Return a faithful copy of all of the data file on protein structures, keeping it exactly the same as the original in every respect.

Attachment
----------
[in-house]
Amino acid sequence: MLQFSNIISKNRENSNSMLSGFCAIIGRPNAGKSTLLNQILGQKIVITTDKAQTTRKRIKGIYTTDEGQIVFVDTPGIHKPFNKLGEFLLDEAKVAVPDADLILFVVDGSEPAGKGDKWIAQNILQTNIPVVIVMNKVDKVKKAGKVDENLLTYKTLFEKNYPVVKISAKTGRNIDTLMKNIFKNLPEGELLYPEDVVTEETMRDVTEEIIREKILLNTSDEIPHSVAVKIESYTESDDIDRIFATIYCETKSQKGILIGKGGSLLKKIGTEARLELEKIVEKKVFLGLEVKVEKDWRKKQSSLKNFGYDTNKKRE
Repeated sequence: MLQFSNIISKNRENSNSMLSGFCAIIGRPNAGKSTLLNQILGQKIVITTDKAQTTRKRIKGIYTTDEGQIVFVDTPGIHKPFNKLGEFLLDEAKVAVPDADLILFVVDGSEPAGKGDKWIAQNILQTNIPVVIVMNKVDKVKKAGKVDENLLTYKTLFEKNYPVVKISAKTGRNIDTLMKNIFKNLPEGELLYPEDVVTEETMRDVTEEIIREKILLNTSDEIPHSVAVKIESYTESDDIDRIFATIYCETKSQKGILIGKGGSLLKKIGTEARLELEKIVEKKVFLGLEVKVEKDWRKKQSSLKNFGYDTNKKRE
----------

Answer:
[in-house]
Amino acid sequence: MLQFSNIISKNRENSNSMLSGFCAIIGRPNAGKSTLLNQILGQKIVITTDKAQTTRKRIKGIYTTDEGQIVFVDTPGIHKPFNKLGEFLLDEAKVAVPDADLILFVVDGSEPAGKGDKWIAQNILQTNIPVVIVMNKVDKVKKAGKVDENLLTYKTLFEKNYPVVKISAKTGRNIDTLMKNIFKNLPEGELLYPEDVVTEETMRDVTEEIIREKILLNTSDEIPHSVAVKIESYTESDDIDRIFATIYCETKSQKGILIGKGGSLLKKIGTEARLELEKIVEKKVFLGLEVKVEKDWRKKQSSLKNFGYDTNKKRE
Repeated sequence: MLQFSNIISKNRENSNSMLSGFCAIIGRPNAGKSTLLNQILGQKIVITTDKAQTTRKRIKGIYTTDEGQIVFVDTPGIHKPFNKLGEFLLDEAKVAVPDADLILFVVDGSEPAGKGDKWIAQNILQTNIPVVIVMNKVDKVKKAGKVDENLLTYKTLFEKNYPVVKISAKTGRNIDTLMKNIFKNLPEGELLYPEDVVTEETMRDVTEEIIREKILLNTSDEIPHSVAVKIESYTESDDIDRIFATIYCETKSQKGILIGKGGSLLKKIGTEARLELEKIVEKKVFLGLEVKVEKDWRKKQSSLKNFGYDTNKKRE